A year ago, it seemed like everyone was handing the Division to the White Sox, on the strength of their starting rotation. The Sox’ brain trust (yeah, I know, referring to Kenny Williams and Ozzie Guillen as a brain trust is downright giggle-inducing) apparently felt their pitching was so good that they could and should dump Jim Thome from his DH spot and replace him with Mark Teahan… no, seriously, that’s what they thought! I don’t believe even the Sox fan base was surprised when they turned out to be wrong.

This year, the Whities have tweaked the pitching staff a bit, including signing away Jesse Crain from the Twins, but their biggest addition (both figuratively and literally) is 6’6” hitting machine, Adam Dunn. Dunn sees himself as a complete player, capable of playing defense as well as hitting, and hoped to stay in the National League, where he’s played his entire career. But he got only a token offer from the Nationals, while several AL teams made significantly higher offers, virtually all of which came with the catch that he’d primarily be a DH. Dunn may be reluctant to embrace that role, but make no mistake, he will excel at it. In his last six seasons, Dunn has hit 40, 40, 40, 40, 38 and 38 home runs. Hmmm… I wonder how many he’s likely to hit for the White Sox, especially in that Little League ballpark they have on the South Side.

The White Sox definitely should be better this year, but the Twins still have one thing going for them… that “brain trust” (giggle) can probably be counted on to screw things up somehow.

Speaking of screwing things up, I’m not sure whether Vegas let’s you bet on who will lead the Divisions at the mid-point of the season, but if they do, you can pretty safely put your money on the Detroit Tigers. Absolutely nobody will be shocked if the Tigers come out of the gate strong and lead the Twins and White Sox in to July. Likewise, absolutely nobody will be shocked if they go 10-20 in August and fade away in September.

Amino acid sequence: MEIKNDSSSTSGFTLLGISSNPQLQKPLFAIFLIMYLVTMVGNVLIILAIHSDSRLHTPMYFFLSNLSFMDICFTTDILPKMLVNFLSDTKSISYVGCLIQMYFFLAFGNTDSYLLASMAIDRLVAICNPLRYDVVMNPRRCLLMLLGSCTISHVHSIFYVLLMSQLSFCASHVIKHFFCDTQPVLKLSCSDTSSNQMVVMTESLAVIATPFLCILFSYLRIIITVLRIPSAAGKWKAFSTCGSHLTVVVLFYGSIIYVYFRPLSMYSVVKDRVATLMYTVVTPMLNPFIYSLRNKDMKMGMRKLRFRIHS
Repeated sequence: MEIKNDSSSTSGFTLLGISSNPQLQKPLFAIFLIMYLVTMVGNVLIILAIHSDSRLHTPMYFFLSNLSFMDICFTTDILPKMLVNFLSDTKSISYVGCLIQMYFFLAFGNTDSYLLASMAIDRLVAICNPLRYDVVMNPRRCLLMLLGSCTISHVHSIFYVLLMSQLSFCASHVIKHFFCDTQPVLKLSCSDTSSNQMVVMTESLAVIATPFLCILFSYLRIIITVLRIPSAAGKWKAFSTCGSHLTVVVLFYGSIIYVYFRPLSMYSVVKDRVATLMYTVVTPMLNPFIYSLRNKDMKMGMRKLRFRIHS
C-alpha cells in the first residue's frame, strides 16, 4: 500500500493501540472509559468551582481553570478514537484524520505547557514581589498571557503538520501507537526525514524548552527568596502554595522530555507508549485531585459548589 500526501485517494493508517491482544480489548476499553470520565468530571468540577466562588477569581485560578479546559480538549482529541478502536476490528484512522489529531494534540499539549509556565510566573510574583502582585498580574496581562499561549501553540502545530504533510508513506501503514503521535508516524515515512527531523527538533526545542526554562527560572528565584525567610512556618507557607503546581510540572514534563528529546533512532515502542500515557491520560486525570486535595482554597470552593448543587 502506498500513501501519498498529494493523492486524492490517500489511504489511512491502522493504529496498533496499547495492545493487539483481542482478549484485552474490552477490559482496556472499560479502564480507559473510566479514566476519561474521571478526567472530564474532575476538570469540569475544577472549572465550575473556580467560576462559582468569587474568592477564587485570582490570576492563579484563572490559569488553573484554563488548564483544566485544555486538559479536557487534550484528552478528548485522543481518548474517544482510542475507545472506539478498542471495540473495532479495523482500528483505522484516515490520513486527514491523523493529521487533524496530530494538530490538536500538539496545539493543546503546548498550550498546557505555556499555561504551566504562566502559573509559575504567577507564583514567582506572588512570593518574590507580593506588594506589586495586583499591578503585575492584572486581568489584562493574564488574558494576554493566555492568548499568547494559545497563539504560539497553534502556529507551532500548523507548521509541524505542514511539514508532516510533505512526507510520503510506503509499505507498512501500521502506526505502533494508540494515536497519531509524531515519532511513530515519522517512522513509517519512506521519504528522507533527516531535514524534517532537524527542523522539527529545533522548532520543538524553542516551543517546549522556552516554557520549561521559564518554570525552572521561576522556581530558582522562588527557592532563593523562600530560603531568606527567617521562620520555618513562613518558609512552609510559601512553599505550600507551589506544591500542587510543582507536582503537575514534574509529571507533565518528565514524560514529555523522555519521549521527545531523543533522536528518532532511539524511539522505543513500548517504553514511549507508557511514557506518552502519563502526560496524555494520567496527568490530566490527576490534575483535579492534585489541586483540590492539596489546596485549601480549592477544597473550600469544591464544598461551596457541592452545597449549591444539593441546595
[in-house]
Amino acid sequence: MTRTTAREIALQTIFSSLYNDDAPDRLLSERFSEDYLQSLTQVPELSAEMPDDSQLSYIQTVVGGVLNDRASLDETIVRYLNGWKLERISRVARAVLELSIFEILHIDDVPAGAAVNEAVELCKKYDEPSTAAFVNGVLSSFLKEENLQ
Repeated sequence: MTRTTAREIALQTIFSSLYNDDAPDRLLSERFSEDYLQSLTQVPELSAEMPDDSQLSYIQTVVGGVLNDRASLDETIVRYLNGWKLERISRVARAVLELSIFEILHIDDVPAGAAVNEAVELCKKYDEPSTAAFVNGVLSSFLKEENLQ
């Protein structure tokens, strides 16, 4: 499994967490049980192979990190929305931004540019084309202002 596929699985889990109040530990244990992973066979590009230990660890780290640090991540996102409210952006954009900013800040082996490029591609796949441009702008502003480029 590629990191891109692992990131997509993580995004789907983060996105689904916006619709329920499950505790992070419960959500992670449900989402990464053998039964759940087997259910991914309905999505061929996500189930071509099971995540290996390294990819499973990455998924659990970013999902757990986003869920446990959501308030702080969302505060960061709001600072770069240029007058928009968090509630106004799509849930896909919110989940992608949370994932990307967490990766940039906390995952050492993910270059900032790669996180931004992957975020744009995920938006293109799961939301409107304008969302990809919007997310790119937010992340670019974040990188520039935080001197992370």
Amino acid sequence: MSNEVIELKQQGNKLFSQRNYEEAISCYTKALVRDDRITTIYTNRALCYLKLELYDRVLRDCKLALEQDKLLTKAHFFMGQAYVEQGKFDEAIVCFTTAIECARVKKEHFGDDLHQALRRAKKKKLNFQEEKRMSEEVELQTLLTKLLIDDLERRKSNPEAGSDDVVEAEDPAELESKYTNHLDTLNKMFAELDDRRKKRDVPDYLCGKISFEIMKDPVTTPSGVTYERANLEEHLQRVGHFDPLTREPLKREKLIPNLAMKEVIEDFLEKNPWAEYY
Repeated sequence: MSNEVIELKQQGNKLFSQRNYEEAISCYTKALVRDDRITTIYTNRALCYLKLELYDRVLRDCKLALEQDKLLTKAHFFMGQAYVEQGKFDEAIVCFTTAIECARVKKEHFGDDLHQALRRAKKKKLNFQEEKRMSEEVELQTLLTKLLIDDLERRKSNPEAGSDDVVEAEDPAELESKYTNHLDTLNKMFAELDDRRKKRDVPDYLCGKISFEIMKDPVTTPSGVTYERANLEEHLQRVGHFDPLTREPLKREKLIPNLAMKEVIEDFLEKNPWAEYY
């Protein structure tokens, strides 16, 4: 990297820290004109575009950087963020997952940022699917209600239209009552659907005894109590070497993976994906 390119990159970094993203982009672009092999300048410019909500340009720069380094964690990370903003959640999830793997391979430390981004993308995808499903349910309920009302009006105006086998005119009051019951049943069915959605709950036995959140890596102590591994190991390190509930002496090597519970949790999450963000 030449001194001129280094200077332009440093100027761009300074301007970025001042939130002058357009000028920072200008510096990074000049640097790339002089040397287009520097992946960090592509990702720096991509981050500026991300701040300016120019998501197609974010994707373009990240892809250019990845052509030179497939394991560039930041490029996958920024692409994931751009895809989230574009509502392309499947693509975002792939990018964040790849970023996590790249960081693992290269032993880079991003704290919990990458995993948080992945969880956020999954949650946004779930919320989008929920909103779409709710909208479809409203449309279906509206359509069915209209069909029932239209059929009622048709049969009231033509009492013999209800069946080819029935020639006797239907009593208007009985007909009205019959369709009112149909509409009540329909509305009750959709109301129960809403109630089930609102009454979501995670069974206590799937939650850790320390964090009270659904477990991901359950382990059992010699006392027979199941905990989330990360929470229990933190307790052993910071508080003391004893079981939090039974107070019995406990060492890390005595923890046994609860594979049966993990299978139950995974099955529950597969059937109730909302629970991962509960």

How and why they do it is always a mystery. Maybe their pitching will fade, maybe a star player will need to detox. Every season we get to watch a new drama unfold in Detroit.

Again, make no mistake, the Tigers made some moves that look to improve themselves. Victor Martinez will make hitters around him better and Joaquin Benoit should improve their bullpen. I’m just not sure it will be enough to keep the Tigers in contention all year. Benoit can’t do it all himself and the rest of the Tigers bullpen isn’t terribly scary. Joel Zumaya throws serious heat, but the only thing he’s reliable at is getting hurt at some point. In fact, he’s already had the predictable “setback” in his recovery from elbow surgery. And let’s face it, Miguel Cabrera is a time bomb waiting to go off on that organization and, from all appearances, Tiger management’s plan to deal with his drinking problem consists of sticking their heads in the sand. Good luck with that.